A question of names

April 2024
Phyllis Shragge

What’s in a name?  Would my life have been much different if my parents had called me by middle name, Claire, instead of by my first name, Phyllis?

For one thing, if I were Claire, I wouldn’t have to deal with dreadful misspellings of my name.  If I were called Claire, that’s C-l-a-i-r-e, my name occasionally might be spelled without the letter i, but that’s not so bad.   

The spelling of my name, Phyllis, though, generally is botched.  It should be P-h-y-l-l-i-s.  It is routinely spelled F-i-l-l-i-s or F-y-l-l-i-s or P-h-i-l-l-y-s or P-h-i-l-l-i-s.  Because I anticipate inevitable spelling mistakes, each time I need to provide my name for a form of some sort, I automatically spell it. I don’t wait to be asked.

But the spelling issue is a relatively minor annoyance.  Sometimes I wonder if my name contributed to my development as I was growing up.  Did my name mold my personality?  When I look back to my youth, especially to my preteen years, I remember wanting a name that was popular at the time, like Barbara, Susan, or Linda.  I wanted an easy name, easy to say and easy to spell.  My name seemed prim and proper.  How could I be cool with the name Phyllis?  I wonder how different I would have been as Claire. Would I have had more confidence?  Would I have minded the braces on my teeth? Would I have seen myself as lighthearted?   If I were Claire instead of Phyllis, would I still have been shy? 

And if I had been Claire as a teenager, would I have been certain about who I was and who I wanted to be?  If I had been Claire instead of Phyllis, would I have been less impulsive?  Would I have made better decisions?  Would have worked harder at school? If I had been Claire in the 1960s, would I have been busy studying instead of identifying with hippies?

As Phyllis, I came through it all relatively unscathed.  But as Claire, maybe there wouldn’t have been so many bumps in the road.  

And now as an adult, when I consider my name, I still see it as ungainly.  It’s a cumbersome name, old fashioned and decidedly outdated.  But it’s not old fashioned enough to be making a comeback, like Sophie or Emma, currently popular names for baby girls.  No, it’s just an old-lady name.  It certainly has no hope of ever being trendy. But I do feel better in one regard:  The cool Barbaras, Susans and Lindas of my generation have equally outdated names.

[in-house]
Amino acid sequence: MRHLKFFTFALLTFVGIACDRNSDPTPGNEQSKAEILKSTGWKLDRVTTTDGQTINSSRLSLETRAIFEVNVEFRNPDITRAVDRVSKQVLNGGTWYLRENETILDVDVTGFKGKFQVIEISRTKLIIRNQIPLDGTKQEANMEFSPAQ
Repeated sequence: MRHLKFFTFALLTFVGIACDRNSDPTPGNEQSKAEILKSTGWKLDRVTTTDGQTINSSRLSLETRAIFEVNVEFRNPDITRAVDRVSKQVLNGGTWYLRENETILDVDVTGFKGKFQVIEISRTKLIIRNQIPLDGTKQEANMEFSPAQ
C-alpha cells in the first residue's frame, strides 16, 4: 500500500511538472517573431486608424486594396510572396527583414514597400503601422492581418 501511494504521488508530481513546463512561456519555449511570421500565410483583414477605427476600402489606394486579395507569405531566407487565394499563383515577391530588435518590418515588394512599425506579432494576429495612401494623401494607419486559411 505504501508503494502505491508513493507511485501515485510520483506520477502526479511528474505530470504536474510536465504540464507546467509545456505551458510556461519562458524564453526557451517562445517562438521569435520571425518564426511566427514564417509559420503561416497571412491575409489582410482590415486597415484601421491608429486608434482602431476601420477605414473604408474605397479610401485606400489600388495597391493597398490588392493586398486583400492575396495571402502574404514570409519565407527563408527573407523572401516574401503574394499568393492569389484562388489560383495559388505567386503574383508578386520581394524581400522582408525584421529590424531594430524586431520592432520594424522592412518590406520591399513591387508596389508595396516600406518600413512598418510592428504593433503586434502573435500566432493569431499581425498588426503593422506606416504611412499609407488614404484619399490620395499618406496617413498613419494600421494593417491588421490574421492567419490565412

So here I am, with a name people can’t spell, a name I don’t really like.  But when I consider what I might have been named, I’m relieved.  

In Ashkenazi Jewish tradition, babies are named after deceased relatives.  I’m named after my great-grandmother on my mother’s side.  I share her Hebrew name, Zipporah, meaning bird.  The name has been described as fitting for a free-spirited little one who can’t wait to spread her wings and fly. 

Although it’s customary for Jewish babies to carry on a loved one’s Hebrew name, often the namesake’s English name isn’t identical.  Sometimes, the baby’s name will begin with the same letter, or be similar in sound to the ancestor’s name.  

My great-grandmother’s English name was Fanny.  From that, came Phyllis.  As far as the name Fanny is concerned, I feel lucky I dodged that bullet.

I wonder if it’s too late to begin using my middle name.  Likely it is.  People would be confused if I became Claire Phyllis instead of Phyllis Claire.  I think I would be confused as well.

And I wonder if the babies of this generation—the ones named after cities, the ones with oddly spelled names, and the ones with names that aren’t really names at all and are just plain weird—eventually will resent their parents for the names they saddled them with.  I can guarantee they will.  Big time.  And likely when they grow up, they’ll seek out traditional names for their babies.  Maybe they’ll even name their little girls Barbara, Susan, or Linda. Not Phyllis, though.  For sure not Phyllis.